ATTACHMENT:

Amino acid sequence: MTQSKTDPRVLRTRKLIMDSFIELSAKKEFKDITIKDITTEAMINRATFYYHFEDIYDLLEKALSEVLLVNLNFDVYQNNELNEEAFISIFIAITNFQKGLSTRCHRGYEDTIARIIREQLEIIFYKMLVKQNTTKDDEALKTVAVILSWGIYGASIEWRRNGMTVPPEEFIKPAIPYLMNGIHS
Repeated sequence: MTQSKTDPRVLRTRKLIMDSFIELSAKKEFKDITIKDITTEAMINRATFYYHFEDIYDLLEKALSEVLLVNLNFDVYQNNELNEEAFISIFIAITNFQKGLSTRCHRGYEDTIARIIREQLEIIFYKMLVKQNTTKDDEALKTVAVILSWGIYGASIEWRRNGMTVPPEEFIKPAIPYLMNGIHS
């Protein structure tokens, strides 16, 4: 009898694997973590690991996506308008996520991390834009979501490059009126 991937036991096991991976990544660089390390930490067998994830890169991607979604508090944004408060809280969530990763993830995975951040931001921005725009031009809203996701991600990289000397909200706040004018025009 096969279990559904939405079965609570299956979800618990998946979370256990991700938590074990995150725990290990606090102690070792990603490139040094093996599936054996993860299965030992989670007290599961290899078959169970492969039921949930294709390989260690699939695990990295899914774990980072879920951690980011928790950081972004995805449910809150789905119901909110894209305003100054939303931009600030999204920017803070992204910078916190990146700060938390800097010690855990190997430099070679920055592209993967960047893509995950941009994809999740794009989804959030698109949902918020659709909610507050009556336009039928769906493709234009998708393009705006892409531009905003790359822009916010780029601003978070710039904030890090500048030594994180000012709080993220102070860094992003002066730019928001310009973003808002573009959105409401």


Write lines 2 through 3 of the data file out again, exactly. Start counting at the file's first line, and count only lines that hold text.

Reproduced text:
Repeated sequence: MTQSKTDPRVLRTRKLIMDSFIELSAKKEFKDITIKDITTEAMINRATFYYHFEDIYDLLEKALSEVLLVNLNFDVYQNNELNEEAFISIFIAITNFQKGLSTRCHRGYEDTIARIIREQLEIIFYKMLVKQNTTKDDEALKTVAVILSWGIYGASIEWRRNGMTVPPEEFIKPAIPYLMNGIHS
């Protein structure tokens, strides 16, 4: 009898694997973590690991996506308008996520991390834009979501490059009126 991937036991096991991976990544660089390390930490067998994830890169991607979604508090944004408060809280969530990763993830995975951040931001921005725009031009809203996701991600990289000397909200706040004018025009 096969279990559904939405079965609570299956979800618990998946979370256990991700938590074990995150725990290990606090102690070792990603490139040094093996599936054996993860299965030992989670007290599961290899078959169970492969039921949930294709390989260690699939695990990295899914774990980072879920951690980011928790950081972004995805449910809150789905119901909110894209305003100054939303931009600030999204920017803070992204910078916190990146700060938390800097010690855990190997430099070679920055592209993967960047893509995950941009994809999740794009989804959030698109949902918020659709909610507050009556336009039928769906493709234009998708393009705006892409531009905003790359822009916010780029601003978070710039904030890090500048030594994180000012709080993220102070860094992003002066730019928001310009973003808002573009959105409401």